"This would just be flow-through water, and it simplifies the operation, it will be a different world."
Data centers have the best heat
Drengstig says he has looked at other sources of warm water, but they are not steady enough. "The problem for me is that suddenly they have maintenance, and then they shut down - and then you have a fluctuation in temperature."
By contrast, data centers are steady: "They can never stop. They have redundancy, and will never stop the warm water flow. If the water stops, they have much bigger problems than we have!"
The relationship is close, he says: "It's like a hand in a glove. I use the term circular economy for reducing the footprint. Increasing sustainability and utilizing energy, and organic material, I think the world is turning towards greener thinking to reuse what previously was a waste. Now it's actually a resource."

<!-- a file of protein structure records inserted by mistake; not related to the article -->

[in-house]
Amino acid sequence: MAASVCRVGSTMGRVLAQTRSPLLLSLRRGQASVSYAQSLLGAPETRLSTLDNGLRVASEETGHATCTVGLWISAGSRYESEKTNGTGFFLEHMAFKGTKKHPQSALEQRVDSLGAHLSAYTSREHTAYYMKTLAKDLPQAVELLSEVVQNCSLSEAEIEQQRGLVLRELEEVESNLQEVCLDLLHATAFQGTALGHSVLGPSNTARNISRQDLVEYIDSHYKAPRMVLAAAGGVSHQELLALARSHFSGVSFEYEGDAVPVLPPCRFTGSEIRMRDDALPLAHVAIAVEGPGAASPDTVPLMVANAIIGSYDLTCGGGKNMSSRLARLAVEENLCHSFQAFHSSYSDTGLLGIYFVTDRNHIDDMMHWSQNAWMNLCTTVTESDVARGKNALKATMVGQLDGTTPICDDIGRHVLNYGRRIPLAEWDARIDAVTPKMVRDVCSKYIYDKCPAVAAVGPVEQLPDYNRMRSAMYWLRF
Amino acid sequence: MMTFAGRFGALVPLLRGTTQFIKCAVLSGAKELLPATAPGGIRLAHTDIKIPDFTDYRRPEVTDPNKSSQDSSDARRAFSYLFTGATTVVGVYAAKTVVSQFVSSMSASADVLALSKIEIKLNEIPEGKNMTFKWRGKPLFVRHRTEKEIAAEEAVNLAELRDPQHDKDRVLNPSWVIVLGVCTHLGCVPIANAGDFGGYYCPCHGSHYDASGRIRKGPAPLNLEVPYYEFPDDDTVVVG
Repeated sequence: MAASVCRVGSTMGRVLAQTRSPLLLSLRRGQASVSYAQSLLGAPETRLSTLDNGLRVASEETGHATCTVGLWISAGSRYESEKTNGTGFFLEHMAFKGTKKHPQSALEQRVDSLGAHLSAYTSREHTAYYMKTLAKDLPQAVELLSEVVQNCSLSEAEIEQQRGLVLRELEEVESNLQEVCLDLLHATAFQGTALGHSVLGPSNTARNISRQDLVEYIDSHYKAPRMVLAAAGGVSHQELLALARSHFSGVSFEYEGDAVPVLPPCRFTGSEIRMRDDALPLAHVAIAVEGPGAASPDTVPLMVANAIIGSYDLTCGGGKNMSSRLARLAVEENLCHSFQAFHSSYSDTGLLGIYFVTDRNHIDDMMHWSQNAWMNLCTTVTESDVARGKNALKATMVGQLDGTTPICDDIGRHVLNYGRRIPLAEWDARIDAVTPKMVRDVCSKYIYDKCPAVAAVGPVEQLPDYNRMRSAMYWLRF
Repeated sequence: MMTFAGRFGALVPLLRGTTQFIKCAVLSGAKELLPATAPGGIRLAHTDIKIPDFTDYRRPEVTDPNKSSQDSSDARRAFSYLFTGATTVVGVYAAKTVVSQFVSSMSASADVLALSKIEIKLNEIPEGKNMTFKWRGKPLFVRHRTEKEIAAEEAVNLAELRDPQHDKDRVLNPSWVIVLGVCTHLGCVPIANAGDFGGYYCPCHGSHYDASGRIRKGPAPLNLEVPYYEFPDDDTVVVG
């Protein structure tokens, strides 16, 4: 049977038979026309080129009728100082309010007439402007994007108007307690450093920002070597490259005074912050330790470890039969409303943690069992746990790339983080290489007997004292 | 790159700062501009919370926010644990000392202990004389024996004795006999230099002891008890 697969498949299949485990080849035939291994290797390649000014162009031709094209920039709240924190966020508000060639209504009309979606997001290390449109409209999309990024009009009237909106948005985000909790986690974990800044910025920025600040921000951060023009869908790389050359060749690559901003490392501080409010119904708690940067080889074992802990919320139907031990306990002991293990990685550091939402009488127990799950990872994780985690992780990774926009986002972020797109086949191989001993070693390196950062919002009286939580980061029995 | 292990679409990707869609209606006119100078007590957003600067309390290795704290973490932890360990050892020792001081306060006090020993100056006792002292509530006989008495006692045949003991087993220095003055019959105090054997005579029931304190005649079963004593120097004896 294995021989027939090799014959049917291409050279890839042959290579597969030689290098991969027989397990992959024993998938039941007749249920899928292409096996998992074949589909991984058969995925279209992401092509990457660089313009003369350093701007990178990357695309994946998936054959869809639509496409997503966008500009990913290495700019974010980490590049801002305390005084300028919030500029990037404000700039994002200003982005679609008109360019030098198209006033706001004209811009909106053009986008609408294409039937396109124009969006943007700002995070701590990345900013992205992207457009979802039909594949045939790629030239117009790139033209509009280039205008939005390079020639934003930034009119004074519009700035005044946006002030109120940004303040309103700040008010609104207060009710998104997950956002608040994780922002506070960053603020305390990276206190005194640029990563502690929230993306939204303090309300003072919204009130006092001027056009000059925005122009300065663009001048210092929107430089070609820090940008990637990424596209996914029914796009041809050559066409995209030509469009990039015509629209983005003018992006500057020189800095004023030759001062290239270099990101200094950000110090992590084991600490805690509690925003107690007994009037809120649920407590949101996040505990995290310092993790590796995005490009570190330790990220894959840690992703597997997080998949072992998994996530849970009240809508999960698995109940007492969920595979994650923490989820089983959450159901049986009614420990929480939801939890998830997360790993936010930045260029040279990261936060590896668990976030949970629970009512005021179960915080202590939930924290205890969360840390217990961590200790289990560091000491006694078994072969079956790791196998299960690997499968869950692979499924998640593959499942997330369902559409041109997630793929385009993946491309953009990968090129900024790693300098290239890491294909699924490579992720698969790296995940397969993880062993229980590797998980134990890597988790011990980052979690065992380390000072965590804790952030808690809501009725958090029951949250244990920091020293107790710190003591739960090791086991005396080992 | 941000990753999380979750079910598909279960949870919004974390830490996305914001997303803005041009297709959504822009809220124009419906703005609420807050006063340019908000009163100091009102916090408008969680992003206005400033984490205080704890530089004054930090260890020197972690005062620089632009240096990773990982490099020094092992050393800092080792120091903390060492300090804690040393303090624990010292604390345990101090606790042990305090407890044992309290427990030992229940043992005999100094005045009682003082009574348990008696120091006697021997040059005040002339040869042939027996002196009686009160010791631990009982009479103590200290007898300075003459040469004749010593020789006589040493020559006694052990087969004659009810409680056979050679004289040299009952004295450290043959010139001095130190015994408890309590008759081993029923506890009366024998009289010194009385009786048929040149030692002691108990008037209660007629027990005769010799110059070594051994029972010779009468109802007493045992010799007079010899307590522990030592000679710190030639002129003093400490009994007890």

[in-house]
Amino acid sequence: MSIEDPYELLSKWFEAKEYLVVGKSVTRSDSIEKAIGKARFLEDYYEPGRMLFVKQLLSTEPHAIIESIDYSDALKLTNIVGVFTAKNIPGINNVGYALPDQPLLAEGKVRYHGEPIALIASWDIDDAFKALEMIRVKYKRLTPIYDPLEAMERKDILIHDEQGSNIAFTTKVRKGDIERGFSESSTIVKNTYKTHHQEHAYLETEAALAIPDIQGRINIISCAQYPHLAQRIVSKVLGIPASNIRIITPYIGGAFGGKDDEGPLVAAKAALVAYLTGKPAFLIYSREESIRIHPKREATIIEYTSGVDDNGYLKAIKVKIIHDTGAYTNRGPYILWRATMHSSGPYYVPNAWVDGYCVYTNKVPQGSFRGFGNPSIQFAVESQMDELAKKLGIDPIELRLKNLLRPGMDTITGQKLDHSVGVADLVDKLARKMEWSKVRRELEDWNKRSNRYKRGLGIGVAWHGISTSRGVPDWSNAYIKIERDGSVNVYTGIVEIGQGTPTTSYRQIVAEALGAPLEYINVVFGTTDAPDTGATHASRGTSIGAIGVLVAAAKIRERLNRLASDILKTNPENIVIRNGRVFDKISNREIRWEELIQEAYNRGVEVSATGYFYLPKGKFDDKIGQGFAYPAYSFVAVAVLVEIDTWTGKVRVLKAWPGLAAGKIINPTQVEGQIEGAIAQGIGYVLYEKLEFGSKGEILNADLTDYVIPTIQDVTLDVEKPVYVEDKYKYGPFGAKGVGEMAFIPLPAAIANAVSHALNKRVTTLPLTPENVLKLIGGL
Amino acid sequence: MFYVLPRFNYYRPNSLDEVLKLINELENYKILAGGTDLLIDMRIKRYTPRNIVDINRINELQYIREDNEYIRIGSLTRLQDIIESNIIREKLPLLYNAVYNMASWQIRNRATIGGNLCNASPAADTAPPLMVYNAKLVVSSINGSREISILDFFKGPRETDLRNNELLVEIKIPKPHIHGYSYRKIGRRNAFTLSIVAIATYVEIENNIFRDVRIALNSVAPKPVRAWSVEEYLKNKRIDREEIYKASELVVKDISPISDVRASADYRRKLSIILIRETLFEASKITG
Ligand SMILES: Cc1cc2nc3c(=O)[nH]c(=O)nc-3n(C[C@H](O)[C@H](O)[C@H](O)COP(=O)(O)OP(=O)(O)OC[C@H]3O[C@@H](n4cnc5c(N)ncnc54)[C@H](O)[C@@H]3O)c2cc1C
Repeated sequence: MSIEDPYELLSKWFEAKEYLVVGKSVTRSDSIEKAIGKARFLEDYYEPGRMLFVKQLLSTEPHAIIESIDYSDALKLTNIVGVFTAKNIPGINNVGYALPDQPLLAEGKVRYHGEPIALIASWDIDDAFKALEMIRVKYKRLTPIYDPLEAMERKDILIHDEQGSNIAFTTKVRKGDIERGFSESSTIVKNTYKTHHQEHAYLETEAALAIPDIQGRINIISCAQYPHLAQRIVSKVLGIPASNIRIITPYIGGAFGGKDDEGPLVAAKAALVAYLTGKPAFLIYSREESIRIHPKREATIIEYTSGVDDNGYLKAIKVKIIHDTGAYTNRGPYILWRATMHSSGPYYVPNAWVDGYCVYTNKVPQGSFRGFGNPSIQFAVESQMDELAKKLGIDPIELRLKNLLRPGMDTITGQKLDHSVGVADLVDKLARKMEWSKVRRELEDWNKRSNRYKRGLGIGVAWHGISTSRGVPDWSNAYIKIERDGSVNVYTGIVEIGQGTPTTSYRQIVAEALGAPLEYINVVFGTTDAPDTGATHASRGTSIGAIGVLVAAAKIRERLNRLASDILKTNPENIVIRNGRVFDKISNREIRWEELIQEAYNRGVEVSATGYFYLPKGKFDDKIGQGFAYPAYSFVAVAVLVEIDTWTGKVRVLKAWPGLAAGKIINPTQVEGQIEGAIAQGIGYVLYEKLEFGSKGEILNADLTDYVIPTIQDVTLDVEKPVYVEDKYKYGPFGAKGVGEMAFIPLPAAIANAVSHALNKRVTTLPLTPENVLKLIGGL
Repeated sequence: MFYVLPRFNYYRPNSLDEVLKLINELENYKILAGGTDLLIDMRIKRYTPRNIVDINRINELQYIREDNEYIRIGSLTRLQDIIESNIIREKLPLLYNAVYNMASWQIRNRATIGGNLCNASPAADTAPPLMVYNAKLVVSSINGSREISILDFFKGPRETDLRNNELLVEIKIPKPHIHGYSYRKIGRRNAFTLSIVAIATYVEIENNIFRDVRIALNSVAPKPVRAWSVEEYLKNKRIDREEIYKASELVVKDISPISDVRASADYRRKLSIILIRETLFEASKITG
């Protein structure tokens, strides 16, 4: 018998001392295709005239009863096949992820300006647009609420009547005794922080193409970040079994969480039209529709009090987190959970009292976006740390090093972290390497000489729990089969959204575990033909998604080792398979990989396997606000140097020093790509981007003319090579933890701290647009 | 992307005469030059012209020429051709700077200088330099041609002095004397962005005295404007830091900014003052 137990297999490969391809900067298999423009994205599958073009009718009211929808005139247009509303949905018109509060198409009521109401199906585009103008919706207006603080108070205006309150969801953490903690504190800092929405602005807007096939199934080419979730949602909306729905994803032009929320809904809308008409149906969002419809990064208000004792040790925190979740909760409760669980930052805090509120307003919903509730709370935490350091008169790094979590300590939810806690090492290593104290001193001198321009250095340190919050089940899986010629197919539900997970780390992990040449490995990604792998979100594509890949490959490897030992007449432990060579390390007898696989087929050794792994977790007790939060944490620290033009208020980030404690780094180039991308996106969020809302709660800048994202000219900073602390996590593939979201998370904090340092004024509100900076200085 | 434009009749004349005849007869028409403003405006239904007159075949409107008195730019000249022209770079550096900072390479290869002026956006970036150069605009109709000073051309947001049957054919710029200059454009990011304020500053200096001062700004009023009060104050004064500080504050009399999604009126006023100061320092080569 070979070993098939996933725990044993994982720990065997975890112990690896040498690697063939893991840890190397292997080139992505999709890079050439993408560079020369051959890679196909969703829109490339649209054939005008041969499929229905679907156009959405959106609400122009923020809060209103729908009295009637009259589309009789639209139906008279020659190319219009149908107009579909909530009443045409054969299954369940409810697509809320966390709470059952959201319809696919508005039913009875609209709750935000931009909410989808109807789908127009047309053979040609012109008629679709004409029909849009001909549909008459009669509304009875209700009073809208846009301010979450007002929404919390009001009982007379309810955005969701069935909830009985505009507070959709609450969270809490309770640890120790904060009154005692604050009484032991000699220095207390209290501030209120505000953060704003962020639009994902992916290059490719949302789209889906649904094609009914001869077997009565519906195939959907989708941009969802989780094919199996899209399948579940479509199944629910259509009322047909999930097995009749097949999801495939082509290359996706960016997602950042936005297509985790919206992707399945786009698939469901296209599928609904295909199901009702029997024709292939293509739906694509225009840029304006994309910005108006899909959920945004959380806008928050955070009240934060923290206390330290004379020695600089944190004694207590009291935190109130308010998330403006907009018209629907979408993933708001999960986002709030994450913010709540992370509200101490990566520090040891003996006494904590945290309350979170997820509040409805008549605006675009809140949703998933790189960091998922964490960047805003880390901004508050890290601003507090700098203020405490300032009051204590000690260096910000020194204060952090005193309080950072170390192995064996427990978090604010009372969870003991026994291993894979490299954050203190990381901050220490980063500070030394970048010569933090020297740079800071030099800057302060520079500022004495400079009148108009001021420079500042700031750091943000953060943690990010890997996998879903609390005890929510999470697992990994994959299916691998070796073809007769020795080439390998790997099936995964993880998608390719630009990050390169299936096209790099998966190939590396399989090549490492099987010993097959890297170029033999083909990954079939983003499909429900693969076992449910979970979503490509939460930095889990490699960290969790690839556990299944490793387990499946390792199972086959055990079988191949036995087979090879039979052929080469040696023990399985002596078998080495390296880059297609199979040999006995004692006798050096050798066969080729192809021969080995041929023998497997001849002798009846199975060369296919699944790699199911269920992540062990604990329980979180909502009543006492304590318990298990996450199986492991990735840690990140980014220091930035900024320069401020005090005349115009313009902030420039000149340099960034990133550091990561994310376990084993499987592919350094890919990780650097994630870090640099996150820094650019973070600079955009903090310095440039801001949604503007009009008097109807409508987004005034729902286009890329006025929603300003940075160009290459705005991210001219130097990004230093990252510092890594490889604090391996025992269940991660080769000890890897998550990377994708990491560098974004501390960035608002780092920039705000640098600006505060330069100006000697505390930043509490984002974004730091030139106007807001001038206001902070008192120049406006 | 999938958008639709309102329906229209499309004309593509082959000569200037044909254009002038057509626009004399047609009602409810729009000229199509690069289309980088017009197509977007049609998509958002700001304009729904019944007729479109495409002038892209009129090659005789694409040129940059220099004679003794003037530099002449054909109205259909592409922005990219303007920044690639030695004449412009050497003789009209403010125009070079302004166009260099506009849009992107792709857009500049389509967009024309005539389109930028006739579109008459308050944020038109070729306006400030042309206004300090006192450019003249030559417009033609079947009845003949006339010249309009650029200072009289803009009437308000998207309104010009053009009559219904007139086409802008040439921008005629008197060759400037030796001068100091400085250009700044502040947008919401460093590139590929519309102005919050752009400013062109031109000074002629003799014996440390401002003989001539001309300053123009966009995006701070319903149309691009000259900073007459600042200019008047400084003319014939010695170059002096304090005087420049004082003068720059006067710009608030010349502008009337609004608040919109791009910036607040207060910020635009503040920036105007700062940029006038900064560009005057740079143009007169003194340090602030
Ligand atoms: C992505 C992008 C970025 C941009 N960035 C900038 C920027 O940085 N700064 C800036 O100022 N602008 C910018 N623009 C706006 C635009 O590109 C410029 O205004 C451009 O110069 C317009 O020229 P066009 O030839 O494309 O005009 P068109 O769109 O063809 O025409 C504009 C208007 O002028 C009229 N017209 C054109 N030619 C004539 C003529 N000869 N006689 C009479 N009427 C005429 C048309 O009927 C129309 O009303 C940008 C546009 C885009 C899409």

For the last 21 years of struggle, the Lobster Farm has been a little like the creatures which it nurtures - growing when the temperature allows and waiting patiently for conditions to change.
"It's been a very interesting journey," says Drengstig. "I usually tell people you need to be patient, you need to have passion. And you need to be a little bit stubborn."
"Before the fire, we had tremendous reviews from culinary chefs and gourmet magazines. It has been a fantastic journey going downstream in the value chain. We saw that this product actually has its rights in the world, so we kept on going."